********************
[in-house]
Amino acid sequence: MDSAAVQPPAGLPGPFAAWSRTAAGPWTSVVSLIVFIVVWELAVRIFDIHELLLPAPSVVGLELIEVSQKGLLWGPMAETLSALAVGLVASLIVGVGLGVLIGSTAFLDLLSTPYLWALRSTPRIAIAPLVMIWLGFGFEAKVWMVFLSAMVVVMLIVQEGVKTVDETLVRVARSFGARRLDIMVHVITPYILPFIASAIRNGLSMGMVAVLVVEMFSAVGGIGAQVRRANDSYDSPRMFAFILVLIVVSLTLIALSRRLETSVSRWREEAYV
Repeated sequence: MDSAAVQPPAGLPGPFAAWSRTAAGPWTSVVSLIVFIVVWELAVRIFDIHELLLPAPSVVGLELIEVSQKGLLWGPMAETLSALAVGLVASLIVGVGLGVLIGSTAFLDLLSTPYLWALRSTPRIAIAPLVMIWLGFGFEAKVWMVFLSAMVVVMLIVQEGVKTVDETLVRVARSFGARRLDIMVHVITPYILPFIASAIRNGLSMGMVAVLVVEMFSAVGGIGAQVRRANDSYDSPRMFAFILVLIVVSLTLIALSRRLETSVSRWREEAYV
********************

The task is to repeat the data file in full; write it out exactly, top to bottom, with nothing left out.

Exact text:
[in-house]
Amino acid sequence: MDSAAVQPPAGLPGPFAAWSRTAAGPWTSVVSLIVFIVVWELAVRIFDIHELLLPAPSVVGLELIEVSQKGLLWGPMAETLSALAVGLVASLIVGVGLGVLIGSTAFLDLLSTPYLWALRSTPRIAIAPLVMIWLGFGFEAKVWMVFLSAMVVVMLIVQEGVKTVDETLVRVARSFGARRLDIMVHVITPYILPFIASAIRNGLSMGMVAVLVVEMFSAVGGIGAQVRRANDSYDSPRMFAFILVLIVVSLTLIALSRRLETSVSRWREEAYV
Repeated sequence: MDSAAVQPPAGLPGPFAAWSRTAAGPWTSVVSLIVFIVVWELAVRIFDIHELLLPAPSVVGLELIEVSQKGLLWGPMAETLSALAVGLVASLIVGVGLGVLIGSTAFLDLLSTPYLWALRSTPRIAIAPLVMIWLGFGFEAKVWMVFLSAMVVVMLIVQEGVKTVDETLVRVARSFGARRLDIMVHVITPYILPFIASAIRNGLSMGMVAVLVVEMFSAVGGIGAQVRRANDSYDSPRMFAFILVLIVVSLTLIALSRRLETSVSRWREEAYV